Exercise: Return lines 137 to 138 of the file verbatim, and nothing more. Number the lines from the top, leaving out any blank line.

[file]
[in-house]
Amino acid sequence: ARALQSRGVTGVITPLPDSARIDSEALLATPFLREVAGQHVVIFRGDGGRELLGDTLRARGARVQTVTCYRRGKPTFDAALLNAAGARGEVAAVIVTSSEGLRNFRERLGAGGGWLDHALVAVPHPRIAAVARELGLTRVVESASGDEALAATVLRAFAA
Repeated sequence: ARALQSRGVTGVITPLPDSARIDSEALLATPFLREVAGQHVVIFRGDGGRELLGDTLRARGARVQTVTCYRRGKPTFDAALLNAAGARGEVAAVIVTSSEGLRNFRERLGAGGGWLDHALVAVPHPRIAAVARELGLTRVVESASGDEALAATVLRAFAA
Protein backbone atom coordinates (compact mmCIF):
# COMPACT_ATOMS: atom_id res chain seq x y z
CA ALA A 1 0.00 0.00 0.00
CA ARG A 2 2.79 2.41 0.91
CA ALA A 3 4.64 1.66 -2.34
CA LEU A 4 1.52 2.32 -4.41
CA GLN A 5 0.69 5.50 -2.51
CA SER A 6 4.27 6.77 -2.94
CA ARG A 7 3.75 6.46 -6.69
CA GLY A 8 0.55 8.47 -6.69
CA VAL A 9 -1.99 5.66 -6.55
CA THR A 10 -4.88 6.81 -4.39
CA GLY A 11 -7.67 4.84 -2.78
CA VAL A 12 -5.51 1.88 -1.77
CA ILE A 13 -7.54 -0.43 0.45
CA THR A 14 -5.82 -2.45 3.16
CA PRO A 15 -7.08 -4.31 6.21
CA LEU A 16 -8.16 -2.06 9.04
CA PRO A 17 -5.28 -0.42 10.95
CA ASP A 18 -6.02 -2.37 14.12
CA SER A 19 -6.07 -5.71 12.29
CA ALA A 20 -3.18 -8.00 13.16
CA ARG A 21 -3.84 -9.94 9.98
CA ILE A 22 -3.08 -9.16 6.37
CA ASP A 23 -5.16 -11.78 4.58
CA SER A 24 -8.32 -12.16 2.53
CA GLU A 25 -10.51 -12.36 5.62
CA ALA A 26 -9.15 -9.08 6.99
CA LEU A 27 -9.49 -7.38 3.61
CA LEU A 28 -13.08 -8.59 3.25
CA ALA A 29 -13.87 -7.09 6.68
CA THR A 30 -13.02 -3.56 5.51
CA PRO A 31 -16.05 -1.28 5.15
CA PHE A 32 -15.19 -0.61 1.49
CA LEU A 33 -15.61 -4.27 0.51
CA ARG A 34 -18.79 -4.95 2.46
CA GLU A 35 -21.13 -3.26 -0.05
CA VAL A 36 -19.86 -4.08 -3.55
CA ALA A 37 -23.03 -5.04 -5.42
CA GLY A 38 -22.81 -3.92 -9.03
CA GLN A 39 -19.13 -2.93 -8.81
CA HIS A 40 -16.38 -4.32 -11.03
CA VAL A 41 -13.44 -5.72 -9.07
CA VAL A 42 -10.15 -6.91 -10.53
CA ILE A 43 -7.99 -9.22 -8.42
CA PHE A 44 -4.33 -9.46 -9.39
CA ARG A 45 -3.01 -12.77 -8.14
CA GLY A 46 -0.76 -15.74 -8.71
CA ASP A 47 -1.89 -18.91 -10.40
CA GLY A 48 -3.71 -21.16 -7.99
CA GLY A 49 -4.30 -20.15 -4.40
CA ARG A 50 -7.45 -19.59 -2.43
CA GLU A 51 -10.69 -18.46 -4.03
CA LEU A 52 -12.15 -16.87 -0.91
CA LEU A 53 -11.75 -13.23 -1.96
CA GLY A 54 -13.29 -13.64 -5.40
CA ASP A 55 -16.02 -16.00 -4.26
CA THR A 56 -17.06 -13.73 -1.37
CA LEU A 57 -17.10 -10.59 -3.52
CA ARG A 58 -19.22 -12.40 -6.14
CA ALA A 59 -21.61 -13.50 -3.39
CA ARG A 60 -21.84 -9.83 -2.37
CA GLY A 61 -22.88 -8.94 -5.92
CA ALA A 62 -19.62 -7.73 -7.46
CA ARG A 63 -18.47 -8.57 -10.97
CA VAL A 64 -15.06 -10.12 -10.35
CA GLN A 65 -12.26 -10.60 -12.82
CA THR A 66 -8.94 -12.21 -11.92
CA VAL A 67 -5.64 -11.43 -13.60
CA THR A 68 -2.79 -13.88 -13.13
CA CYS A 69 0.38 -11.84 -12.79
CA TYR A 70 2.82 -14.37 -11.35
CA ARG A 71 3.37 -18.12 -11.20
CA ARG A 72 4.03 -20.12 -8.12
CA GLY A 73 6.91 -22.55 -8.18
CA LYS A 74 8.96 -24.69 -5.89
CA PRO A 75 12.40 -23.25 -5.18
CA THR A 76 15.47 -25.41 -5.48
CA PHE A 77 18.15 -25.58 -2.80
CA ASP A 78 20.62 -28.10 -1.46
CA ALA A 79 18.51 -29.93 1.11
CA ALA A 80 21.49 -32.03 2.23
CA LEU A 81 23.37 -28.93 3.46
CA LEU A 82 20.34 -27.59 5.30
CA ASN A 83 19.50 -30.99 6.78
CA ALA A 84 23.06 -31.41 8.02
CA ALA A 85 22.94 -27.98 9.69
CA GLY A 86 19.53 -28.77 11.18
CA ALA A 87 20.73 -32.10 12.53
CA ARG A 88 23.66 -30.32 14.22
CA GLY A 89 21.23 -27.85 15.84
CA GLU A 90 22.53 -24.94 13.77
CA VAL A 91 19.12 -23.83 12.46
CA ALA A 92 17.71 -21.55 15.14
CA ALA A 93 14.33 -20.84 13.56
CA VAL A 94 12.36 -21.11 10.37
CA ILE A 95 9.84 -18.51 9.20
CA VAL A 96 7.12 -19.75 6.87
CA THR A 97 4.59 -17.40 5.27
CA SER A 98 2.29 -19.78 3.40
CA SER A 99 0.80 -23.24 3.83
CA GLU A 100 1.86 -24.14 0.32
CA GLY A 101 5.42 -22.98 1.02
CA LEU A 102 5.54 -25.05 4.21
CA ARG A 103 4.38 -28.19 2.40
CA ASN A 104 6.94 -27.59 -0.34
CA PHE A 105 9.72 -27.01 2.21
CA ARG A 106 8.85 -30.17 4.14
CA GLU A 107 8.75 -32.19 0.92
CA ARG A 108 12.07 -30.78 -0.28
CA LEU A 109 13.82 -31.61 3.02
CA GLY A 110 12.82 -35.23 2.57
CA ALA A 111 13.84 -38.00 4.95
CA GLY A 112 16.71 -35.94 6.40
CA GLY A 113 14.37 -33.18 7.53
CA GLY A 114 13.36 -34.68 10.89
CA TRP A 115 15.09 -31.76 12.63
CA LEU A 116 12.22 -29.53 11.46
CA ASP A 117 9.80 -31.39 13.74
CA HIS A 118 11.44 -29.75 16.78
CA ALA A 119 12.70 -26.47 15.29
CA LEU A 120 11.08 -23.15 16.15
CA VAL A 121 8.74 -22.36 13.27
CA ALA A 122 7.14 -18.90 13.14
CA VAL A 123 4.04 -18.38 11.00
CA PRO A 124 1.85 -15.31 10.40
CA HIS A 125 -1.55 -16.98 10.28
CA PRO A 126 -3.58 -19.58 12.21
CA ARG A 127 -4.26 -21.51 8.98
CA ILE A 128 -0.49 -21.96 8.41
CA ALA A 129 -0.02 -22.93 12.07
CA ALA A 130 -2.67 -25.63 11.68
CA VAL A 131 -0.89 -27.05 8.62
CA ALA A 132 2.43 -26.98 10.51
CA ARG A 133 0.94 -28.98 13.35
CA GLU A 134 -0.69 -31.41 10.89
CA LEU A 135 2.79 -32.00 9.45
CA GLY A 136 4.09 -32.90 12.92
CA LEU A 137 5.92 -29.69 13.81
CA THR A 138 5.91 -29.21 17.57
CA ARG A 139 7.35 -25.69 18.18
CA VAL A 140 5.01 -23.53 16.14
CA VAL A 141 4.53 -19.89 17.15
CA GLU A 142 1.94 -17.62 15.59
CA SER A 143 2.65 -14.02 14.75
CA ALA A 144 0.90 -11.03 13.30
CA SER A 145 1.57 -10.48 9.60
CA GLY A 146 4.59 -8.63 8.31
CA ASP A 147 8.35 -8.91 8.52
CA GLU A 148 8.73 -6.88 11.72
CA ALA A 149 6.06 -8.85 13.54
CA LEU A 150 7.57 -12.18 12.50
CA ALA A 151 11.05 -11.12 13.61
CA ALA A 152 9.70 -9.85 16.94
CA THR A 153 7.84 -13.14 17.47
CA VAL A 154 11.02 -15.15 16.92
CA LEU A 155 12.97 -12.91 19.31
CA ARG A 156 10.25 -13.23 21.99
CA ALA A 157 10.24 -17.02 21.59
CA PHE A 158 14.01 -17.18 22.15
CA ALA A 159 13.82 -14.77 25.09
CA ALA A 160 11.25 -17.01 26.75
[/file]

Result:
CA ALA A 132 2.43 -26.98 10.51
CA ARG A 133 0.94 -28.98 13.35